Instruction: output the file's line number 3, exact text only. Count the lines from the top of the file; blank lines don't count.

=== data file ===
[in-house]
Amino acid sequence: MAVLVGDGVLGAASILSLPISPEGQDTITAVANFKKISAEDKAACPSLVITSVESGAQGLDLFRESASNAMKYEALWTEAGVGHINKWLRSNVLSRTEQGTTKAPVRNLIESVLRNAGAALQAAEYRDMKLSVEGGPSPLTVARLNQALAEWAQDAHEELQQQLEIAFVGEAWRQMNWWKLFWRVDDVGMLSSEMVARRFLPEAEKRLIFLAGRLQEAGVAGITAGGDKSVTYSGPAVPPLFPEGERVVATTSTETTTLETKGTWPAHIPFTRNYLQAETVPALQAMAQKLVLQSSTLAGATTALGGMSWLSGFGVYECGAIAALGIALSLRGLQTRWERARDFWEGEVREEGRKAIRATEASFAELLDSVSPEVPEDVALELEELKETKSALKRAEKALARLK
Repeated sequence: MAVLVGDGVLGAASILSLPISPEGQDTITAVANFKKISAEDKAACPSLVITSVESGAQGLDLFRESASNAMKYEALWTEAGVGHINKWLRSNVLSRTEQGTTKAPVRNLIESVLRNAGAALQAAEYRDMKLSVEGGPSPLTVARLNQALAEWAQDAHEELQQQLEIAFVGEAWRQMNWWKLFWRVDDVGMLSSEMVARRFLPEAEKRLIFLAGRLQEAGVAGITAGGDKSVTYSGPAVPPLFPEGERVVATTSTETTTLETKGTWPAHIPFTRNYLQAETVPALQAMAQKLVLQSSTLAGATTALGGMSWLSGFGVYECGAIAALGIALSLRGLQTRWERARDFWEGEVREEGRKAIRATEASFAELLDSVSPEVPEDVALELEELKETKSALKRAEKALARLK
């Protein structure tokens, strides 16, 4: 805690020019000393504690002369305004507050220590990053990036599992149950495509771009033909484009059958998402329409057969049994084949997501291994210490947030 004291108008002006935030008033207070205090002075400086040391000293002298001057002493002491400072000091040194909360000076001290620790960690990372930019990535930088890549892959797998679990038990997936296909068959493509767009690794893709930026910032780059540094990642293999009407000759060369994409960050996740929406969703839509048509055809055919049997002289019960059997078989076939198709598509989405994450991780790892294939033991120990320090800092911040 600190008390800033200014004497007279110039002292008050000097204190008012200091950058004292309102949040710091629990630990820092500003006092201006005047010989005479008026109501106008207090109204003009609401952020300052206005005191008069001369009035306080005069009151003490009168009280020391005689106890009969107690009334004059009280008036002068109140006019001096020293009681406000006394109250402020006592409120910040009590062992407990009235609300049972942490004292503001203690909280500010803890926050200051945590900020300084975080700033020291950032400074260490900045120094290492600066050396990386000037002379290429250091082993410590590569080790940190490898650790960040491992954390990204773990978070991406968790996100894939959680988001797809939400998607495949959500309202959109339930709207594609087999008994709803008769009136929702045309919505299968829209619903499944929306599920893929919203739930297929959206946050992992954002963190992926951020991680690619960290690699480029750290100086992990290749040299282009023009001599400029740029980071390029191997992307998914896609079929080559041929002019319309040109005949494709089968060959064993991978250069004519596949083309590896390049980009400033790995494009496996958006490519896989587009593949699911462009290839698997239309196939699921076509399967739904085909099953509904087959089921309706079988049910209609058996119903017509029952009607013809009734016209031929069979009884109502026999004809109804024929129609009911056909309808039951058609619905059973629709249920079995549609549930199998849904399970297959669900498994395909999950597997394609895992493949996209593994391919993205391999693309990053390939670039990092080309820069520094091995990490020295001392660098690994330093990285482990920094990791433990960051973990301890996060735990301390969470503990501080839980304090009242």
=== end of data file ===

Repeated sequence: MAVLVGDGVLGAASILSLPISPEGQDTITAVANFKKISAEDKAACPSLVITSVESGAQGLDLFRESASNAMKYEALWTEAGVGHINKWLRSNVLSRTEQGTTKAPVRNLIESVLRNAGAALQAAEYRDMKLSVEGGPSPLTVARLNQALAEWAQDAHEELQQQLEIAFVGEAWRQMNWWKLFWRVDDVGMLSSEMVARRFLPEAEKRLIFLAGRLQEAGVAGITAGGDKSVTYSGPAVPPLFPEGERVVATTSTETTTLETKGTWPAHIPFTRNYLQAETVPALQAMAQKLVLQSSTLAGATTALGGMSWLSGFGVYECGAIAALGIALSLRGLQTRWERARDFWEGEVREEGRKAIRATEASFAELLDSVSPEVPEDVALELEELKETKSALKRAEKALARLK